9:30–10:30 A.M.

Minimalism: From Art Style to Lifestyle

From how-to guides on de-cluttering your home, to sleek office furniture and simple, elegantly cut clothing, minimalism is a leading lifestyle philosophy of the 21st century. But before it was everywhere, minimalism was the name for avant-garde art and music that emerged in the 1960s. This talk will look at 50 years of minimalism as it moved from its experimental origins, through the architecture and literature of the 1980s, and into the present.
**This presentation is full.**

Judith Zeitlin

Judith T. Zeitlin’s work combines the study of Chinese literature with other disciplines, particularly music, visual and material culture, gender studies, medicine, and film. The many books that she has written or edited include The Phantom Heroine: Ghosts and Gender in Seventeenth-Century Chinese Literature (2007), Performing Images: Opera in Chinese Visual Culture (2014), and The Voice as Something More (forthcoming, 2019).

Christina von Nolcken

Christina von Nolcken is a medievalist specializing in Old and Middle English Literature. Her research has mostly been on reformist works by the followers of John Wyclif (d. 1384). She is currently writing the biography of UChicago professor Edith Rickert (1871–1838), who helped break an important part of the German code in World War I. Von Nolcken is an Associate Professor Emerita in the Department of English Language and Literature, the Program in Medieval Studies.

Theo van den Hout

Theo van den Hout is the author of several books, most recently The Elements of Hittite (Cambridge UP 2011) and many articles.  A new book, A History of Hittite Literacy: Writing and Reading in Late Bronze Age Anatolia, is expected to be published in 2019. Currently, he is the Arthur and Joann Rasmussen Professor of Western Civilization and of Hittite and Anatolian Languages in Near Eastern Languages and Civilizations and at the Oriental Institute of UChicago and chief-editor of the Chicago Hittite Dictionary.

Olga Sánchez-Kisielewska

Olga Sánchez-Kisielewska is a music theorist who studies musical meaning and expression, with a focus on the late 18th century. Her research interests include music cognition, music and dance, and music theory pedagogy. She has published in Theory and Practice and the Journal of Music Theory Pedagogy, and is writing a chapter on Beethoven’s Fidelio for the forthcoming volume Singing in Signs: New Semiotic Explorations of Opera. Sánchez-Kisielewska is a Lecturer in the Department of Music.

James Osborne

James Osborne is an archaeologist who works in the eastern Mediterranean and ancient Near East during the Bronze and Iron Ages (ca. 3500–500 BCE). He focuses especially on Anatolia, a region that is today within the Republic of Turkey, during the late second and early first millennium BCE. His work in progress, Diaspora and Mobility: The Syro-Anatolian Culture Complex, examines the nature and organization of an Iron Age culture in southern Turkey and northern Syria that existed from roughly 1200 to 700 BCE.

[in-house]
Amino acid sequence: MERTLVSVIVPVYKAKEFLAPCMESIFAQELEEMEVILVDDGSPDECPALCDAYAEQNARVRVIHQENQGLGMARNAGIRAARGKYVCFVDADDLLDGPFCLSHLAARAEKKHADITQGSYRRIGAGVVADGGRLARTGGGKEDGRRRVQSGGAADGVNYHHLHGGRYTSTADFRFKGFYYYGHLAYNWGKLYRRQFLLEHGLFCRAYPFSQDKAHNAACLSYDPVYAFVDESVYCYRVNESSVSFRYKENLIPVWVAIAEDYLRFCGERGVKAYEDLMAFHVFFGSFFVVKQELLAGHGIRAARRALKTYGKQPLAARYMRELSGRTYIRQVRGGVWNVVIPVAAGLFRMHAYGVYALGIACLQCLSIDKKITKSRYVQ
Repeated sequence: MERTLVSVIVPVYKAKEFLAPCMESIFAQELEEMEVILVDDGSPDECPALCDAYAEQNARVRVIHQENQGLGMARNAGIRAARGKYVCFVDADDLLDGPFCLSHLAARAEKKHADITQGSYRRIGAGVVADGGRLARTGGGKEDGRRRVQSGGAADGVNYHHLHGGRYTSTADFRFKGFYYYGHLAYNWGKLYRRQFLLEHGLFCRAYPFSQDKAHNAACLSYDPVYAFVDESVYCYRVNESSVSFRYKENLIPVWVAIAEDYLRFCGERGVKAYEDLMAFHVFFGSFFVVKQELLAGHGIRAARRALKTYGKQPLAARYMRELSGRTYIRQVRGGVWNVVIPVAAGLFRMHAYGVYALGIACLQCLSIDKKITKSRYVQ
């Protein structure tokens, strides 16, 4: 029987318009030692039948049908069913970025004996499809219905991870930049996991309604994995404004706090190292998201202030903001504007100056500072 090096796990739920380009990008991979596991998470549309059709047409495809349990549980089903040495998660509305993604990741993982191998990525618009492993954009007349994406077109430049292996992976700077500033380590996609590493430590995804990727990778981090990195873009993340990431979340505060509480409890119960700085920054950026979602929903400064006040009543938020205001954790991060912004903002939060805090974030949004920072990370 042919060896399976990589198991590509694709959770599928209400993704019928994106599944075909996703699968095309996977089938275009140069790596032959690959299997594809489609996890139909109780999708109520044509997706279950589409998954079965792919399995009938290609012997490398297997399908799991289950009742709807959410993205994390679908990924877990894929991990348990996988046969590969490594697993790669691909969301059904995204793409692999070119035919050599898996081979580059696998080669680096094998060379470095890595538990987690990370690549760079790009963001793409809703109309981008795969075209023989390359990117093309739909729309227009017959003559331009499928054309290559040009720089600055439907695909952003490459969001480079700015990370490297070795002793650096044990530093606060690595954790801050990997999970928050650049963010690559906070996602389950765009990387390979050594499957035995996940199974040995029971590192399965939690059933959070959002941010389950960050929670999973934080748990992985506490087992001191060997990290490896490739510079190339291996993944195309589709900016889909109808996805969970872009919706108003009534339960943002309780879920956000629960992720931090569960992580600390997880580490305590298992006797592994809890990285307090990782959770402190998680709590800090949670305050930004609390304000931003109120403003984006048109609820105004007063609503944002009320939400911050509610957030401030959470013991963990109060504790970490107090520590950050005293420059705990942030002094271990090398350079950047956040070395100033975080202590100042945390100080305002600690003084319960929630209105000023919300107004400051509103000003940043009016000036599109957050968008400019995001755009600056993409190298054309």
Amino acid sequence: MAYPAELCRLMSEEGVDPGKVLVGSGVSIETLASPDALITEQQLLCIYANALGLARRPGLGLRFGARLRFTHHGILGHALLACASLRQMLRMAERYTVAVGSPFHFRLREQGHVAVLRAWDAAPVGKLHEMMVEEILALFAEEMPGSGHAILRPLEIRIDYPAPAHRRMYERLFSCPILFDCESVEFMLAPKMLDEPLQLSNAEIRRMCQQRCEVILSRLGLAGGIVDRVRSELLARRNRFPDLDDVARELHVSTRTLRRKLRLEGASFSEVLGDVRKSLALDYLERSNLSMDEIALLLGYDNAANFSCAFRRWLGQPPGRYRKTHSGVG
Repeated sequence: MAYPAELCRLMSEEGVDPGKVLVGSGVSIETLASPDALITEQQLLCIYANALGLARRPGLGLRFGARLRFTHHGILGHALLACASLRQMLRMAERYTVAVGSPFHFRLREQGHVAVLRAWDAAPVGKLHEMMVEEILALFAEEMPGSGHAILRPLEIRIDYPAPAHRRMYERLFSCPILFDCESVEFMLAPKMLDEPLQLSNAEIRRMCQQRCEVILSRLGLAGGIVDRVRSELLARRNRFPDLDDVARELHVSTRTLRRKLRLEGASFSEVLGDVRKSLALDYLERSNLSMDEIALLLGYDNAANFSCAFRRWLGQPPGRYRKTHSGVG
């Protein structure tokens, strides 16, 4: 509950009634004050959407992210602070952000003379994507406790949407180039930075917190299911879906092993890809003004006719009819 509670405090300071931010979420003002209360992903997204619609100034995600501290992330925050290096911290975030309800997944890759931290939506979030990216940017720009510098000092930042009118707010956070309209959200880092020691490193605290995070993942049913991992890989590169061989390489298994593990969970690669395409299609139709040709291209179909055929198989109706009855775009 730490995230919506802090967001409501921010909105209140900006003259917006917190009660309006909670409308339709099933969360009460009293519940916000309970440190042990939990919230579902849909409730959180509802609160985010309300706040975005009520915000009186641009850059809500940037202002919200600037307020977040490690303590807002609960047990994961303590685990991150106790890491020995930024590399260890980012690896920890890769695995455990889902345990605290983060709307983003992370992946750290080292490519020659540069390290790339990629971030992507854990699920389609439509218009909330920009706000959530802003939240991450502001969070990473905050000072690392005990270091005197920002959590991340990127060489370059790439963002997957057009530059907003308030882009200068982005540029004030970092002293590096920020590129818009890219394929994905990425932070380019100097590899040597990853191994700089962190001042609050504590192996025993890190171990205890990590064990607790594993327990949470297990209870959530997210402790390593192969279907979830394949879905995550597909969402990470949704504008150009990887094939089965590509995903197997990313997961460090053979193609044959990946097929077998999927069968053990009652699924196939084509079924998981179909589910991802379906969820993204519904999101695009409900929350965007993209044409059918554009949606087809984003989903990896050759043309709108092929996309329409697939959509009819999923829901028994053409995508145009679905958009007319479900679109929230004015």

Sarah Nooter

Sarah Nooter is a classicist who works on ancient Greek poetry, particularly tragedy, from a literary and affective perspective, as well as on modern poetry and performance. She is the author of When Heroes Sing: Sophocles and the Shifting Soundscape of Tragedy (Cambridge University Press, 2012) and The Mortal Voice in the Tragedies of Aeschylus (Cambridge University Press, 2017) and is coeditor with Shane Butler of Sound and the Ancient Senses (Routledge, 2019). Nooter is an Associate Professor in the Department of Classics.

William Nickell

William Nickell is a cultural historian focused on the study of Russia from the 1840s to the 1940s. His award-winning book, The Death of Tolstoy: Russia on the Eve, Astapovo Station, 1910, examines the events around Tolstoy’s death, which became Russia’s first media spectacle, as a means of measuring Russian values and politics between the revolutions of 1905 and 1917. His current course on “Media and Power in the Age of Putin and Trump” brings many of these same concerns to the present.

Robert L. Kendrick

Robert L. Kendrick teaches music history and ethnomusicology in the Department of Music and has worked at length on Baroque oratorios. He is the William Colvin Professor of Music in the Department of Romance Languages and Literatures.

Kristen Schilt

Kristen Schilt is the author of Just One of the Guys?: Transgender Men and the Persistence of Gender Inequality, and her work has appeared in journals such as Gender & Society and the Annual Review of Sociology. She is an Associate Professor of Sociology at UChicago. Currently, Schilt serves as the director for the Center for the Study of Gender and Sexuality.